Listening To Music Through The Years
I remember the first time I bought a vinyl record. I complained that something was wrong with it because it was flexible. The clerk explained this was the new thing, and if you dropped it, it would not break. COOL!
We used to go to the record store (that was a store that only sold records for you young folks), and we could test play the latest 45’s before we decided to make that big seventy-five cent investment to purchase one. There were two sides to each 45, and except for a very few occasions, the flip side was never played more than once. It was always horrible. The 45’s were great, you could pile them on the player and play songs in any order you wanted.
Sometime in the sixties LP’s became the thing. Groups recorded multiple songs on one large record. On some albums all the songs were great, always with a Beatle album, some were like the old 45’s, one big hit and twelve crap recordings that no one ever listened to.
In college my junior year, Don Chasen brought his new Mustang to school. The car was cool, but the excitement was playing The Beatles “Sergeant Pepper” on this thing called an eight track tape. A way to play the latest albums in a car! Amazing! I seem to remember having to flip the thing over a lot to hear the whole album.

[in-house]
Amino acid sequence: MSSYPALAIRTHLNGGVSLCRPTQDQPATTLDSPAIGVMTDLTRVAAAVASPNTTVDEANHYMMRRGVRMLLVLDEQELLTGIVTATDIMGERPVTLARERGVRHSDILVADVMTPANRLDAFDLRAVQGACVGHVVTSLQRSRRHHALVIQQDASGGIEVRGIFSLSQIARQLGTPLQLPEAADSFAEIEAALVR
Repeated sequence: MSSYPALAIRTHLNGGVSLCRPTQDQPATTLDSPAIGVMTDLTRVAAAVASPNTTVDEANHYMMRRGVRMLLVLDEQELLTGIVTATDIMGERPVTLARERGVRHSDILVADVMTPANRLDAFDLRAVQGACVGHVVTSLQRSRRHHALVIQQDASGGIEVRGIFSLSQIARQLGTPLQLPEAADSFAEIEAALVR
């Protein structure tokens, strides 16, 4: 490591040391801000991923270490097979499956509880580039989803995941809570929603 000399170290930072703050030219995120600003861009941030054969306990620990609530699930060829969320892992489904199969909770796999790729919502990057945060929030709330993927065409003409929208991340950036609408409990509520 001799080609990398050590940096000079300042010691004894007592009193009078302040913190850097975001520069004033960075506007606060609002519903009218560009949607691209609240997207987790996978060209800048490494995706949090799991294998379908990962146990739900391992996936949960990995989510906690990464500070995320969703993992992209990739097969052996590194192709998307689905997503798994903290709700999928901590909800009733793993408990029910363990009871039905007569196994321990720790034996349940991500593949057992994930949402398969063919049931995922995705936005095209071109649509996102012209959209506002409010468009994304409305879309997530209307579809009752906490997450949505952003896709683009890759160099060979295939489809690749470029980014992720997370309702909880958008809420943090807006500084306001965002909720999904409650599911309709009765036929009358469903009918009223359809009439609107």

The eight track didn’t last long; it was replaced by a newer smaller "Cassette"tape, more compact and less flipping. I thought I was cool when I got a tape player and my records became obsolete. About a year after I made the switch from records to cassette, I saw my first Compact Disc player. It played one CD at a time, but you could choose any track with a remote, no more skipping through a tape.
By the time I bought my first CD player, they were selling units that could load five CD’s and play songs randomly if you chose. A few years later I bought a car that could load five CD’s at a time…amazing!
Then my son told me about this thing called an I-Pod that could hold hundreds of songs and could be played through your car’s auxiliary plug. He now has a feature on his phone that can play anything ever recorded.
Musicians complain that too many people now get their recordings for free and they are being ripped off. I guess that makes up for all the extra sales they made when everyone switched from vinyl to eight track, to cassrette, to CD.
I still just have my five disc player in my car. I love technology, but I just can’t keep up with it. To me Pandora is still a box I don’t want to open. When my son visits he has a speaker in the shower that plays songs from his telephone which is in another room. How the speaker works without wires I’ll never figure out.
I recently heard that the latest thing is high quality record players and vinyl records. Seems some aficionados claim that CD’s and digital audio files are too clean. They prefer the hiss and pop of the old vinyl.
I think even Edison would be confused.